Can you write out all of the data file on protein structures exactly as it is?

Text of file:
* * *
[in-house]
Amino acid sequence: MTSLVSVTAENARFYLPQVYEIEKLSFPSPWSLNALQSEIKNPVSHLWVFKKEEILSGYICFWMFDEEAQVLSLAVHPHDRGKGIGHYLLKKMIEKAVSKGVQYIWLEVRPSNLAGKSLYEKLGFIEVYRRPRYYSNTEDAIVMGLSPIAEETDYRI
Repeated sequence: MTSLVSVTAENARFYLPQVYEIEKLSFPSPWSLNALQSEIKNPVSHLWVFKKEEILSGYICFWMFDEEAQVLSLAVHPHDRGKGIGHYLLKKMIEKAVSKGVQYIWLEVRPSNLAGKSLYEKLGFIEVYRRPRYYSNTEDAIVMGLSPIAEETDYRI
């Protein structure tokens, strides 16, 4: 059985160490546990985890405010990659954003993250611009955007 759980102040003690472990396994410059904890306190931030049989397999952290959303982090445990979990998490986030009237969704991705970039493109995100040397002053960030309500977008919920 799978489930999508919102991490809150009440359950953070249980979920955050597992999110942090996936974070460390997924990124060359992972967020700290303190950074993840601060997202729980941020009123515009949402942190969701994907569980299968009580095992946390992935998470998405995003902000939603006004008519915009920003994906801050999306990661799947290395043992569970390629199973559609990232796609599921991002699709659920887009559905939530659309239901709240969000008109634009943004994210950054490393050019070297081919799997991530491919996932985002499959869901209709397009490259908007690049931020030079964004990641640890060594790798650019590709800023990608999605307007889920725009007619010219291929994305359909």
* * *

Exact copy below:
[in-house]
Amino acid sequence: MTSLVSVTAENARFYLPQVYEIEKLSFPSPWSLNALQSEIKNPVSHLWVFKKEEILSGYICFWMFDEEAQVLSLAVHPHDRGKGIGHYLLKKMIEKAVSKGVQYIWLEVRPSNLAGKSLYEKLGFIEVYRRPRYYSNTEDAIVMGLSPIAEETDYRI
Repeated sequence: MTSLVSVTAENARFYLPQVYEIEKLSFPSPWSLNALQSEIKNPVSHLWVFKKEEILSGYICFWMFDEEAQVLSLAVHPHDRGKGIGHYLLKKMIEKAVSKGVQYIWLEVRPSNLAGKSLYEKLGFIEVYRRPRYYSNTEDAIVMGLSPIAEETDYRI
């Protein structure tokens, strides 16, 4: 059985160490546990985890405010990659954003993250611009955007 759980102040003690472990396994410059904890306190931030049989397999952290959303982090445990979990998490986030009237969704991705970039493109995100040397002053960030309500977008919920 799978489930999508919102991490809150009440359950953070249980979920955050597992999110942090996936974070460390997924990124060359992972967020700290303190950074993840601060997202729980941020009123515009949402942190969701994907569980299968009580095992946390992935998470998405995003902000939603006004008519915009920003994906801050999306990661799947290395043992569970390629199973559609990232796609599921991002699709659920887009559905939530659309239901709240969000008109634009943004994210950054490393050019070297081919799997991530491919996932985002499959869901209709397009490259908007690049931020030079964004990641640890060594790798650019590709800023990608999605307007889920725009007619010219291929994305359909």